Stark County Park Board's Opposition to Self-Defense Extends Even to Rangers
While not directly a Concealed Carry Reform issue, an OFCC supporter has requested that we bring attention to the plight of Stark County Park Rangers, who in the commission of their duties have been prevented from carrying a sidearm for some ten years.
Click here to visit Citizens for Park Safety's website.
If you are a Stark County resident, or live anywhere near Canton, you can help.
The Stark County Park District began enforcing an OPEN(!) carry ban on its own Park Rangers beginning in the early 1990's. The Park Rangers, who have full law enforcement arrest authority, are not permitted to carry a sidearm, although they are given a bulletproof vest provided by the Park Board. In the course of performing their duties, the Rangers confront hunters, alcohol, drugs, and arrest on warrants.
The Rangers themselves want their in-the-line-of-duty carry privileges restored, and the surrounding community is viewed as supportive of a reinstatement. But a portion of the Park Board will not arm them, and give no good reason for not arming them.
The next Stark County Park Board meeting, open to the public, is Feb. 5th at 2 p.m. at Sippo Lake Clubhouse in Canton, Ohio.
Arming park rangers to be considered
By GEORGE SALSBERRY
Concerned Citizens for Park Safety will head to the Stark Park Board meeting Friday afternoon to press for a reversal of the board's policy on arming park rangers.
Park Director Robert Fonte says he has never heard of the organization. Fonte said recently the Park District had responded to a request for information but that request for documents had come from an individual, not a group.
The board's policy in not arming its park rangers, Fonte said, has been in effect since the early 1990's. Prior to that, Stark park rangers had carried firearms. We took away the guns after having significant problems with staffers.
The board, Fonte added, reinforced that policy after reviewing a 2001 analysis of arming Stark Park District rangers conducted by a methods of policy analysis class at the University of Akron.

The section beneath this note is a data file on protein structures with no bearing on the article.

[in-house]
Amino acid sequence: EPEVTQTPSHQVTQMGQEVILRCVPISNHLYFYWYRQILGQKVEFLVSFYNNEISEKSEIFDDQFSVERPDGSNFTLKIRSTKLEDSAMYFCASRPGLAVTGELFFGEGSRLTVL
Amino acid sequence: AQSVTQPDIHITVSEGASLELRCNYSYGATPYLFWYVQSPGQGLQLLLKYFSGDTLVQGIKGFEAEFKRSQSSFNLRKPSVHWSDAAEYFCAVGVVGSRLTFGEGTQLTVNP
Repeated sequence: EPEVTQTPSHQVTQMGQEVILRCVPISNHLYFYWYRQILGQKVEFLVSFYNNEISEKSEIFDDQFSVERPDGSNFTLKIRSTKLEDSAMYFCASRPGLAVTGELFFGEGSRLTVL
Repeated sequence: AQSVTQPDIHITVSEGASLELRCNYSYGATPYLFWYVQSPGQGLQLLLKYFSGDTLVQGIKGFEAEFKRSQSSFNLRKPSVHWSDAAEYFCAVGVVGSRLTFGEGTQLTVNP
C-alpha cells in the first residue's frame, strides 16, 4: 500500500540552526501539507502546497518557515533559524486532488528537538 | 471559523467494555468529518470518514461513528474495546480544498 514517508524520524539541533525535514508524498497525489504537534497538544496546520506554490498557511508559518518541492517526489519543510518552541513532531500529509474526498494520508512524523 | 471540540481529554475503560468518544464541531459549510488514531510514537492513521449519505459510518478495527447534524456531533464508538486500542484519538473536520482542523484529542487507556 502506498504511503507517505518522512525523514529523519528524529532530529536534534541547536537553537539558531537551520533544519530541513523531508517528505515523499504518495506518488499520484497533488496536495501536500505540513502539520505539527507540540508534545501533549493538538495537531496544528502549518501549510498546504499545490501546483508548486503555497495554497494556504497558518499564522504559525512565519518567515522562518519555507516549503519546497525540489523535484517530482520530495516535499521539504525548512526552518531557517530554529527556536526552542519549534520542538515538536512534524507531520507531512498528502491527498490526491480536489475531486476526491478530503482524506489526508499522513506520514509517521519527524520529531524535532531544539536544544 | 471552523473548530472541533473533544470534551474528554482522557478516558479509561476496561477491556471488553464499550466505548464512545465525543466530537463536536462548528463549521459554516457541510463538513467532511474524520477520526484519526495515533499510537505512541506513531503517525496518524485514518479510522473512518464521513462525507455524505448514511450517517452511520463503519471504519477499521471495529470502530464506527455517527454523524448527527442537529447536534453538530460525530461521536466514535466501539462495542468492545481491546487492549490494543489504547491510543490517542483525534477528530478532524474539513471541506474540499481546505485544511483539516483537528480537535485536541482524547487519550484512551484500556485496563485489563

After reviewing that information the board decided to keep following what Fonte called the Franklin County model.
That model, Fonte explained, is unarmed park rangers with the backing of armed local law enforcement when needed.
Fonte added that the board has not met since Stark County Sheriff Timothy Swanson announced large-scale layoffs in his office in response to budget cuts.
Fonte said he is not sure how those layoffs might affect the response the park rangers count on in dealing with situations in the county park system, in particular in the Upper Deer Creek and Walborn Reservoir recreational areas in Lexington Township.
Documents the Concerned Citizens for Park Safety have put together to try and sway the park board to change their firearms policy suggest that police is a major breech in the safety and welfare of citizens.
The group points out the Park District's 11 full- and part-time rangers have competed the Basic Ohio Peace Officers Training Academy, the same training required of armed police officers.
Among the documents the group amassed is a copy of the University of Akron study, a study that recommended arming the park rangers as the most reasonable option in providing safety to both the rangers and park visitors.
The group also reports that of Ohio''s other park districts in urban areas only Stark and Franklin park districts do not have armed park rangers. Ohio State park rangers are also armed.
The statistics collected by the Concerned Citizens also demonstrated that park rangers were involved in 43 incidents involving weapons, 62 involving drugs or alcohol, 40 crimes against persons and 16 arrests that involved outstanding warrants.
Park rangers requested backup 61 times from an armed police officer to assist in correcting a situation.
In addition to the general welfare of park visitors the group also suggested that in this age of Homeland Security the park rangers have a role to play.
They point out that the Walborn and Upper Deer Creek recreational areas contain the source of Alliance''s raw water supply, an area the federal government has listed as a possible terrorist target.
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